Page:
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Early To Rise referendum probably would have passed

For what it’s worth.

It’s one of those questions we always ask ourselves in love, life and politics: What if?

In this case, what if the Early to Rise campaign had gotten its one penny tax increase for early education on the ballot?

“The good news for them is it was support for this. The bad news, of course, is they’re not on the ballot.”

That’s Bob Stein at Rice University. He conducted the poll. He found about 49 percent of likely voters said they would support it.

“When you tell people would you like to spend money on early childhood, particularly for training the parents and childcare providers skill sets that would help children get ready for first grade, you can probably get close to 50 percent. This would have been a real battle.”

Stein says 35 percent of voters said they opposed it. About 15 percent weren’t sure.

Jonathan Day with the Early to Rise campaign says those numbers are very encouraging.

“There’s no such thing as an inevitable election result. But surely the numbers confirm that the support is available and with strong public support and a strong campaign, we could have won this election.”

But there will be no election.

Harris County Judge Ed Emmett refused to put the measure on the ballot.

“When this all came to me, you know, it kind of ties my stomach in a knot because I’m trying to sort all this out and you have people, you know, chewing on you from all sides. But at the end it became just a question of what does the law say.”

Emmett says the campaign was trying to use an outdated law to get it on the ballot.

BOR prints a guest post from Fred Lewis of Texans Together that blames Emmett for the Early To Rise initiative not being on the ballot. I think that’s a bit misguided – ultimately, it was the 14th Court of Appeals that settled the matter. I think it’s highly likely that we’d be in the same position had Emmett accepted the petitions and Early To Rise had been the defendant in the lawsuit that would have certainly followed. Judge Emmett did give a blueprint for what to do next time, and it seems for sure that there will be a next time.

[United Way Bright Beginnings] program manager Mitzi Bartlett says ten years of data show children who come here do better in school later on.

“We’re learning about consequences. We are learning so that when we go into the workplace, we can work well with others, we can problem solve and we know to try again. We’re all right if we make a mistake.”

She says it’s all right to try again.

And that is what early education advocates say they will do.

I see no reason why this wouldn’t pass next year, if the poll from this year is accurate. If you look at the poll data – click “Early Education” to see the details for this question – and you’ll see that Anglos disapproved by a modest amount, Hispanic approved by a larger amount, and African Americans approved by an overwhelming amount. I believe that would make for a successful effort in 2014, and with some potential tailwinds from Wendy Davis at the top of the Democratic ticket, prospects could be even brighter. I hope they work out some of the bugs that should have been worked out this year, get the wording right on the referendum, and take another crack at it next year.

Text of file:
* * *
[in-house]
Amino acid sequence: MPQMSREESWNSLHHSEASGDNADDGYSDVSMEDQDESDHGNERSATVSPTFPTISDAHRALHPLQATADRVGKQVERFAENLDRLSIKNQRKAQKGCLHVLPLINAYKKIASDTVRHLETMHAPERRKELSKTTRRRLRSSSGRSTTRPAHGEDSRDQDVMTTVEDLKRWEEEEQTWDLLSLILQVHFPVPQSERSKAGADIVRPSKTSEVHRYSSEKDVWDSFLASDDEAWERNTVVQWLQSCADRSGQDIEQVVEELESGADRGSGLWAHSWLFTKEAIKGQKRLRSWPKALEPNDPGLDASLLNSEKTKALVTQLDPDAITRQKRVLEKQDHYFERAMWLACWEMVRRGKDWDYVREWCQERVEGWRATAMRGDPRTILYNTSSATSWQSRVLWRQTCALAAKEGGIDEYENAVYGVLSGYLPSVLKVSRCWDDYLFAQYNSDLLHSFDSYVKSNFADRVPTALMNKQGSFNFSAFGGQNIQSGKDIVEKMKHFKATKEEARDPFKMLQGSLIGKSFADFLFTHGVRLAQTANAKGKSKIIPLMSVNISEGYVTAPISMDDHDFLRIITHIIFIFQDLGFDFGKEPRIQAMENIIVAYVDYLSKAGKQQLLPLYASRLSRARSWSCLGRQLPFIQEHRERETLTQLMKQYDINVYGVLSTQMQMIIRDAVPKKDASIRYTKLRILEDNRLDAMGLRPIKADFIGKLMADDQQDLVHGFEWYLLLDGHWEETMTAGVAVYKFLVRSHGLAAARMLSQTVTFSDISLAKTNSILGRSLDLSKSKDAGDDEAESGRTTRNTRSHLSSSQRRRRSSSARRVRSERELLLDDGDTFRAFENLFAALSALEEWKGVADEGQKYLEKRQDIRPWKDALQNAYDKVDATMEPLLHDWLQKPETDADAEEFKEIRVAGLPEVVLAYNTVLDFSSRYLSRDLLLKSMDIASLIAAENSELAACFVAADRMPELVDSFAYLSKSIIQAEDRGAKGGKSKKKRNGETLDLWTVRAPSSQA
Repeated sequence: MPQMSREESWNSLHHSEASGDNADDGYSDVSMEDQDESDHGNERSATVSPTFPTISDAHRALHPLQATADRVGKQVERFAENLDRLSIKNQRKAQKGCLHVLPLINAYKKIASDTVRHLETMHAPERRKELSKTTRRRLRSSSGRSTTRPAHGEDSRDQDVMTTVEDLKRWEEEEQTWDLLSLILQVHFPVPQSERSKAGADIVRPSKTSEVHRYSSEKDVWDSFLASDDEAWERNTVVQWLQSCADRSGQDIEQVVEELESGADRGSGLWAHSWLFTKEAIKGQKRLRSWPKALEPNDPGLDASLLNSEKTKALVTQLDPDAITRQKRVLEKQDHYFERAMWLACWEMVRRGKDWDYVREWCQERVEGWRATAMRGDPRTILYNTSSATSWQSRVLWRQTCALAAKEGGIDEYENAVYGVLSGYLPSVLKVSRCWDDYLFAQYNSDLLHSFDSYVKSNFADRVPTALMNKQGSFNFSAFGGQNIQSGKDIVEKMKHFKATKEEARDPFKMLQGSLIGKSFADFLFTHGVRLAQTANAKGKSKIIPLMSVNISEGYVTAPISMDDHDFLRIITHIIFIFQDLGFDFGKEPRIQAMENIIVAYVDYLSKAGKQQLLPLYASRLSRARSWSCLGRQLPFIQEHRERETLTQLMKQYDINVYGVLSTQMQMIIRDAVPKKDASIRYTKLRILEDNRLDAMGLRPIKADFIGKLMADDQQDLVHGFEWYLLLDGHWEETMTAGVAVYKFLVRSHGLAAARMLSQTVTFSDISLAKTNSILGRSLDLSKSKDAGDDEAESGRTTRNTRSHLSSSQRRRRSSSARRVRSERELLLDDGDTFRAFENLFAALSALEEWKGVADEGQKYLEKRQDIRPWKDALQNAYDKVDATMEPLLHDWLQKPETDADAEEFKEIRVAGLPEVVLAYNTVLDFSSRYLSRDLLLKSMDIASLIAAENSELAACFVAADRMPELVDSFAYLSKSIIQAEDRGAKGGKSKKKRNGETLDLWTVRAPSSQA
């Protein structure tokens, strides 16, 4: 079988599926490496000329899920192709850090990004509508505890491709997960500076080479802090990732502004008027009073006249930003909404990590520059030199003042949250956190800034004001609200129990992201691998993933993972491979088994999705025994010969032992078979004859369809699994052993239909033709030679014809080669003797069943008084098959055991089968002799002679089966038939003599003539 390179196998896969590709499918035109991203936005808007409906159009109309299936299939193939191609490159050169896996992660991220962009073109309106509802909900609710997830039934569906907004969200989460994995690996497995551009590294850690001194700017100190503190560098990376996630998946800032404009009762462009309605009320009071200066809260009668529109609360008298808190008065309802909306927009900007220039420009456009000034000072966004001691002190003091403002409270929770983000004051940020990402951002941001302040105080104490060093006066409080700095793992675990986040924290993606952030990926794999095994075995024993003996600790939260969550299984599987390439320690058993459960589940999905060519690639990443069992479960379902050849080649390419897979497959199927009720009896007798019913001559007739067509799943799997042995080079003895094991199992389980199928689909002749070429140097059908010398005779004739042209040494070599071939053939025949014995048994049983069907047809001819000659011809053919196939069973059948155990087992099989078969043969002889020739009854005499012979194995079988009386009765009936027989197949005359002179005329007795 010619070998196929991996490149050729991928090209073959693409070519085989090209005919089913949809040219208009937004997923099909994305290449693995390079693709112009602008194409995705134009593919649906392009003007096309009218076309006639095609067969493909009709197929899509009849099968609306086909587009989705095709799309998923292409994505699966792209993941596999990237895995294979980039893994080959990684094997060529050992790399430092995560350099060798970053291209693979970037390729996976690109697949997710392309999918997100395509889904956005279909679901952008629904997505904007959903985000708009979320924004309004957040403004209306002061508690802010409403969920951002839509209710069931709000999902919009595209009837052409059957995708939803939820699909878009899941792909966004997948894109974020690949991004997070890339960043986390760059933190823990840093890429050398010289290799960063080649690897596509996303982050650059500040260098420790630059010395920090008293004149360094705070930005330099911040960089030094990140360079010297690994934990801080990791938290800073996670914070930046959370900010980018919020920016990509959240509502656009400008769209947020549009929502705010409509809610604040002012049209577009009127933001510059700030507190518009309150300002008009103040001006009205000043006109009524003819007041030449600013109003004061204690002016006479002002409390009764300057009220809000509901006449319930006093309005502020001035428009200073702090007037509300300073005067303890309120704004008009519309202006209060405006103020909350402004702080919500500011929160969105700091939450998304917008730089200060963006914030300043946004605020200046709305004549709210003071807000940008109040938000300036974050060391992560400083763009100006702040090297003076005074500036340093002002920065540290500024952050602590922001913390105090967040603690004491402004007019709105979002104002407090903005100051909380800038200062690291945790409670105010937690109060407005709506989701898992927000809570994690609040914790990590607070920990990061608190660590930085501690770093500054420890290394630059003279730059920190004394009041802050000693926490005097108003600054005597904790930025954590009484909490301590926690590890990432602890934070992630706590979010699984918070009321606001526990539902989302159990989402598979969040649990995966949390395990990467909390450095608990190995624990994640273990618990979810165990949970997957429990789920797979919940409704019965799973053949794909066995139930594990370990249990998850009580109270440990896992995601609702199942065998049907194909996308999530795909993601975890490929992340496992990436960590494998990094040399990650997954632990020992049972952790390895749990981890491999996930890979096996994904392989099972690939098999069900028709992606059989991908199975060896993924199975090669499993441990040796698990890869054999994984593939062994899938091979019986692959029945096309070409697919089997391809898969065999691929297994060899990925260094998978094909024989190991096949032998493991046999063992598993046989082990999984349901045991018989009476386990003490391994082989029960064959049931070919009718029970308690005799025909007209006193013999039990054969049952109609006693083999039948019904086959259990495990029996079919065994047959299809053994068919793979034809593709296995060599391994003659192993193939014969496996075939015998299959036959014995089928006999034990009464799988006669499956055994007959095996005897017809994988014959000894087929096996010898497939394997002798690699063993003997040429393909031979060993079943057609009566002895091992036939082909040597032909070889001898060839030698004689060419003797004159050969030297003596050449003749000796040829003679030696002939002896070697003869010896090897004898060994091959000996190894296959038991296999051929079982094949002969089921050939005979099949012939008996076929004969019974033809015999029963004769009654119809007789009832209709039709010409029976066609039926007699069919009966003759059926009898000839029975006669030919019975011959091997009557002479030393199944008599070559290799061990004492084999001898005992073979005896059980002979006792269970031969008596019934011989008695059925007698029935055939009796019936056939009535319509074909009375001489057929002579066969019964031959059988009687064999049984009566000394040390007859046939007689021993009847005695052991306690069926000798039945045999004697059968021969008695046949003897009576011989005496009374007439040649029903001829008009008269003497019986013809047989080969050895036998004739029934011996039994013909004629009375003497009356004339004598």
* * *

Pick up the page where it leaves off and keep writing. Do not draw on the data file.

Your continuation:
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  1. Don Whitley says:

    I personally have no problem with a legal tax being passed for such a program, but I once again feel the need to point out that the statute does not allow the proposition to limit the funds to a particular use. Thus, the board will not be limited. Provided that the board, after approval of such tax, wants to use it for the pre-k program, the issue will then be whether such use is consistent with the statutory designation of the tax as an “equalization tax” to be distributed equally among the school districts within the county. I described that requirement from memory and may be off, and I have done no research as to any prior opinions regarding school equalization taxes. Somehow the county board has managed to build an edifice which it named after Ronald Reagan, apparently with its current equalization tax funds (although I may be mistaken since it apparently also gets grant money). I would be interested in any one else’s knowledge regarding these issues. My background is in local government, particular county, law; but I have little expertise regarding education law.

  2. Paul Kubosh says:

    Charter amendment to remove the ban on charitable giving would have passed also. No one is crying about that.